Cyberattacks transform into targeted affairs

Cyberattacks transform into targeted affairs | Insurance Business

Cyberattacks transform into targeted affairs

Cyberattacks have turned into more targeted and sophisticated affairs. The days of hackers using the old-school spray and prey approach, where they infiltrate a network and then splatter malicious software hoping to entice and extort random victims, are slowly dying away.

In their place, a much more concerning trend has emerged. Today, cyber threat actors are frequently using social engineering to target employees in influential positions within a company – such as those in the C-suite or in key operational roles like HR and accounting – and commit more complex cyberattacks leading to higher payouts.

“Hackers used to get into a network, encrypt the data, and move on,” said Neal Jardine, senior general adjuster, Crawford & Company (Canada). “Now, they’re gathering information from one breach in order to start the next. They’re targeting specific individuals within a company, and they’re stealing their contact lists in order to expand their attacks and increase their chances of success.”

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Cyber security experts have long preached that cyber risk is industry agnostic. In the spray and prey days, hackers used to prefer targeting data-heavy industries, like healthcare and financial services, because they’re often the most eager to get their data back.

Jardine wrote in a recent Crawford & Company whitepaper entitled ‘Lessons from a Front Line Cyber Adjuster’: “It’s not about the data that you store: you are a business that makes money using data, and that makes you a target. What people don’t realize is that it’s not the value of the data to the hackers that matters – it’s the value of the data to you: what you would pay to get that data back.”

But this relatively new method of targeting individuals is much more expansive, and it puts more companies at risk. Today, really any company or individual with exposure to the internet is a potential target.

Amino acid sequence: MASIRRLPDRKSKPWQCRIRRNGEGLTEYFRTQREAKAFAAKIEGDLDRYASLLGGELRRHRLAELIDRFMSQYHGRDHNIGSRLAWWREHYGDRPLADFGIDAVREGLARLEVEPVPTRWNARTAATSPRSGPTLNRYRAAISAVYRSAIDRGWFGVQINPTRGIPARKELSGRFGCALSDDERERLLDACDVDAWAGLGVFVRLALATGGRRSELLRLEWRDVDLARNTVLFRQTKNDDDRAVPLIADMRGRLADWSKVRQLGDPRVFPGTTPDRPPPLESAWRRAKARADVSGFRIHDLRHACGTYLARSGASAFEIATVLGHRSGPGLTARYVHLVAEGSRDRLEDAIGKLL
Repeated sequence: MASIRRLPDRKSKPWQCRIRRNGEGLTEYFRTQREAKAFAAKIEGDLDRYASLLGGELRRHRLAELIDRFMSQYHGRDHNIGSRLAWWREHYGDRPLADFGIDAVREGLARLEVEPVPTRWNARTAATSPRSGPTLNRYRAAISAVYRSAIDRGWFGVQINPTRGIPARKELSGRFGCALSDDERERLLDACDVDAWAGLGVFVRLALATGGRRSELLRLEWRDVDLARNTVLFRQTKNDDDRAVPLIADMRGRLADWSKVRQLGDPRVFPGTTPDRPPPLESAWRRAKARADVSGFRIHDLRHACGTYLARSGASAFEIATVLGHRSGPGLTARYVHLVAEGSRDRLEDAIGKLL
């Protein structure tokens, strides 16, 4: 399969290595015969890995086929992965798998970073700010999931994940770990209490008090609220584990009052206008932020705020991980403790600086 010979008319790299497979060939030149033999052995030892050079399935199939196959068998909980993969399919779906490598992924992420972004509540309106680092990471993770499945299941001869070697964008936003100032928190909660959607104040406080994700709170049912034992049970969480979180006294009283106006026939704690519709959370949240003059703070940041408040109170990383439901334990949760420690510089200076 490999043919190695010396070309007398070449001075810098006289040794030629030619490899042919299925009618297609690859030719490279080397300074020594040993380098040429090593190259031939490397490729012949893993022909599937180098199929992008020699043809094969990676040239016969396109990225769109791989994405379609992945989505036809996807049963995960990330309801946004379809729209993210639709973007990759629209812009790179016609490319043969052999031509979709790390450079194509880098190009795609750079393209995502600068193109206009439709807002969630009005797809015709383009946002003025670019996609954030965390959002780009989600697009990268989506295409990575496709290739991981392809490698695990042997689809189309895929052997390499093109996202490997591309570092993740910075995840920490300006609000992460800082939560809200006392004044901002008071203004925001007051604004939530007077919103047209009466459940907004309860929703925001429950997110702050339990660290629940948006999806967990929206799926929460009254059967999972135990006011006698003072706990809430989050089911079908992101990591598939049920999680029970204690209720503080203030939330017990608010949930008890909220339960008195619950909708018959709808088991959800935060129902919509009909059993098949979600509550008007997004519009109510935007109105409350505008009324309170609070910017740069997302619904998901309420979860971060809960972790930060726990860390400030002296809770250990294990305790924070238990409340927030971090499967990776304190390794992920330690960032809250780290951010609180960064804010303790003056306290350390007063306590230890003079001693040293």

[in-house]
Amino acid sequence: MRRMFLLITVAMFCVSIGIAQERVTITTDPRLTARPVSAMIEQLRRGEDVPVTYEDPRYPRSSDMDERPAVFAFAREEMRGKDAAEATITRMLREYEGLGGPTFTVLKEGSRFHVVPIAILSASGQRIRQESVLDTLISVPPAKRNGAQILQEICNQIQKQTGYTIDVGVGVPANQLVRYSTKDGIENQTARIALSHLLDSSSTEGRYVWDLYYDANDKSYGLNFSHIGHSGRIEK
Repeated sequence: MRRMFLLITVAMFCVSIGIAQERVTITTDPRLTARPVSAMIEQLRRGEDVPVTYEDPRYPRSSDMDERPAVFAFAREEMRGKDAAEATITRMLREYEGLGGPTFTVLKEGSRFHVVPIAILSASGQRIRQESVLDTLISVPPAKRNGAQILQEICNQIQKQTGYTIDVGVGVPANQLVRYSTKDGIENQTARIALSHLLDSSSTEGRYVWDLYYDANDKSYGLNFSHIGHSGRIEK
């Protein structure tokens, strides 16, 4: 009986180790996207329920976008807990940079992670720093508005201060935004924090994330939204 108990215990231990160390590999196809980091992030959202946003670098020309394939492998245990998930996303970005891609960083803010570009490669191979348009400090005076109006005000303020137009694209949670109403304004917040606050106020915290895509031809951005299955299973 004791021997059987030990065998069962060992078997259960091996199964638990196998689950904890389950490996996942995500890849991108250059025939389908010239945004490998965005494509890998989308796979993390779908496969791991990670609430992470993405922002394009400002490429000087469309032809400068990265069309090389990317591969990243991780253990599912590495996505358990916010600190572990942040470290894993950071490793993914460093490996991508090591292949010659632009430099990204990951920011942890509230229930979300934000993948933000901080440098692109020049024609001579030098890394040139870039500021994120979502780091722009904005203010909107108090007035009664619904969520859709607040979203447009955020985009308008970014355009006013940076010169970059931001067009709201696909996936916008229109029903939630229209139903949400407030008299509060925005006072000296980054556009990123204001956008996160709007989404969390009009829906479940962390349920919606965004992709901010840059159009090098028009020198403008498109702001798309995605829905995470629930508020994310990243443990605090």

“The risk is expanding into certain aspects of companies, like finance and accounting,” Jardine told Insurance Business. “If a hacker manages to steal an email list, they can cross reference that list with LinkedIn and they’ll know very quickly what department someone works in. For example, they might go after someone who works in accounts receivable. If they get into that person’s computer, they can then start sending out fake emails and invoices to that company’s suppliers and vendors, which broadens the scope of their attack.”

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As the scope of cyberattacks has expanded, so have the costs, especially when it comes to ransomware and extortion – when threat actors use malicious software that threatens to publish victims’ data or block access to it until a ransom is paid.

In the past year, ransomware demands have skyrocketed to the extent that it’s not unusual to see seven- or eight-figure demands against large companies. Unfortunately, the financial pain does not end with the ransom. According to Jardine, hackers have started engaging more in data exfiltration – the unauthorized transfer of sensitive information from a target’s network to a location controlled by the threat actor. In some cases, hackers are demanding one chunk of payment for data de-encryption and another to stop them from publishing that data on the internet. But who can hold a hacker to their word?

“One concerning trend is the amount of data that’s being posted on the internet even after ransoms have been paid,” Jardine told Insurance Business. “I think we’re going to see more of that moving forward, and we’re going to end up seeing more publicly-known data breaches [stemming from ransomware attacks] because hackers are going to release the data anyway.”

There is some speculation in the industry around whether cyber insurance is both helping and hindering the growing ransomware and extortion problem. If hackers know they’re likely to get some form of payment – even if it’s negotiated down by a breach coach – they could be more brazen in terms of what they do with the data following an attack. 

“Part of me wonders if it’s the hackers saying: ‘You’ve been able to pay a ransom and keep this quiet, which means you haven’t really upgraded your security properly, so we’re just going to tell everyone about this breach, and that’s going to force you to secure people’s data better.’ Who knows what their reasoning is, but that’s what I think the next big cyber trend could be: hackers releasing data and then naming and shaming regardless of the ransom payment,” said Jardine. “That’s a worldwide issue. Hackers don’t care about borders; we’re all in this together.”